Norway could ban new fuel-powered cars by 2025

Norwegian politicians have reportedly agreed on a policy to ban new fuel car sales after 2025, a move that will propel the world’s leading adopter of electric vehicles towards universal EV ownership.

norway oslo EV
An electric vehicle charging in Oslo, Norway. About a quarter of all new cars registered in Norway last year were EVs. Image: Shutterstock

Is the country with the world’s highest adoption of electric vehicles about to take another giant leap towards becoming a nation with no fuel-powered cars?

Norway’s four main political parties have reportedly agreed on a law that will ban the sale of new fuel-powered cars by 2025.

The agreement, first revealed in Norwegian newspaper Dagens Næringsliv last Friday, was confirmed by two of the country’s left-leaning parties. However, it was denied by the other two groups on the political right in another publication

The news comes shortly after the Norwegian Parliament’s recent pledge that all government purchasing will be from deforestation-free supply chains. Observers say this commitment makes Norway the first country to commit to zero deforestation in its public procurement.

The Scandinavian country, traditionally a major oil exporter, also aims to have about 67 per cent of its energy from renewable sources by 2020. In 2013, Norway announced a US$3.3 billion investment into eight new wind farms in a bid to triple its wind generation capacity to more than two gigawatts by 2020.

If confirmed and passed into law, the vehicle policy would also make Norway the world’s first nation to ban new fossil fuel-based cars, ahead of The Netherlands, which is debating a similar law, and India, which wants to become a fully electric vehicle (EV) nation by 2030.

Norway is already a global leader in EV adoption with the world’s highest use of plug-in EVs per capita. Close to a quarter of all newly registered automobiles in the country last year were also electric or hybrid vehicles. The high EV adoption rates continued this year, with more than 17,000 vehicles registered between January and March.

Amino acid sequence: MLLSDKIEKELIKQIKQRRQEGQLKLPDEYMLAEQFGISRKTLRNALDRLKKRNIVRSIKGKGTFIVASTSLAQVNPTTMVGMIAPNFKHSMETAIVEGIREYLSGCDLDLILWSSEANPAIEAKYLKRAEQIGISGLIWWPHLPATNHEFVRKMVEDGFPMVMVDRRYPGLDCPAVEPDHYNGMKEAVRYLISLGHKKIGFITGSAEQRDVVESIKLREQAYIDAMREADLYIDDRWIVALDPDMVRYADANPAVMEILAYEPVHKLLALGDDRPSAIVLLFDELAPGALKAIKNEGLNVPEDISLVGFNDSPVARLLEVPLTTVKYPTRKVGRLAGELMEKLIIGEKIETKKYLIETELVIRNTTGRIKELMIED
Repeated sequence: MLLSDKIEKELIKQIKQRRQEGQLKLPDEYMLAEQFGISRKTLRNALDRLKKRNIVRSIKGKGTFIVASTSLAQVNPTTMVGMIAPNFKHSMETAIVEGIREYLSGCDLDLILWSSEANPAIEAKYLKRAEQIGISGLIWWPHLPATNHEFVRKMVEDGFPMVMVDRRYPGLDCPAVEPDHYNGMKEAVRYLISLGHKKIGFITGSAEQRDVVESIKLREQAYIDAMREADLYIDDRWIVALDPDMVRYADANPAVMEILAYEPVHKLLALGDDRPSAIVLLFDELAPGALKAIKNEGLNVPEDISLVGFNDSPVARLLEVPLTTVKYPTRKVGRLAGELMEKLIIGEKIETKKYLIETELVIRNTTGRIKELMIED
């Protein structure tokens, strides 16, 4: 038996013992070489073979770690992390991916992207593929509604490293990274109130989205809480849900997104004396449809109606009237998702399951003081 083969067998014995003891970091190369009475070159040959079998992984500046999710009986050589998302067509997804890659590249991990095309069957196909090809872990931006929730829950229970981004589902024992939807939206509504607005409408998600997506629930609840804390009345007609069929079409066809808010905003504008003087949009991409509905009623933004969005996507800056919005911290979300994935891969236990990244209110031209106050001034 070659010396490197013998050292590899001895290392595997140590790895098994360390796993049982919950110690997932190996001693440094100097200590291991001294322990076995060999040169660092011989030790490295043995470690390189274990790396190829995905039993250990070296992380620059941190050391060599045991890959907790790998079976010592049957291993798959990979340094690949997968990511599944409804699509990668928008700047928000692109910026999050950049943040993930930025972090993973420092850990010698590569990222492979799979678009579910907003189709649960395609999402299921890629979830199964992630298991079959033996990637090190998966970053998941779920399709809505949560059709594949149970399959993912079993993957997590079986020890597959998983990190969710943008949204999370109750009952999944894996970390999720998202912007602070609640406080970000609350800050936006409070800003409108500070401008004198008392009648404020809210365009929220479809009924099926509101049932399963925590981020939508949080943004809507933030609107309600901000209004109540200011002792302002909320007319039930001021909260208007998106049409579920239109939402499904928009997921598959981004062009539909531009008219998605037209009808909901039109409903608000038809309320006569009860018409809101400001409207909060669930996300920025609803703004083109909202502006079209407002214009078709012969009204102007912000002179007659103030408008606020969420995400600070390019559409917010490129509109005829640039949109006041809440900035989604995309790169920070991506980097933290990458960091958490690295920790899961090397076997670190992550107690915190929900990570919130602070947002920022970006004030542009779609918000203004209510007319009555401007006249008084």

This is miles ahead of the second largest market for EVs, the Netherlands,where 1.8 per cent of all new vehicle registrations in the first three months of 2016 were EVs, according to information services provider IHS.

Norway’s success in promoting EV ownership has been due to a slew of incentives for EV owners, ranging from permission to use bus lanes and free public parking, to tax rebates and lower road taxes than other cars. 

While official confirmation of Norway’s ban on fuel-powered cars after 2025 is still pending, the news of the agreement has been welcomed by public and private sector leaders alike.

Norwegian environment minister Vidar Helgesen last Friday tweeted his support of the plan, with EV giant Tesla founder and chief executive Elon Musk celebrating the announcement a day later as well.

“Just heard that Norway will ban new sales of fuel cars in 2025,” said Musk. “What an amazingly awesome country”.

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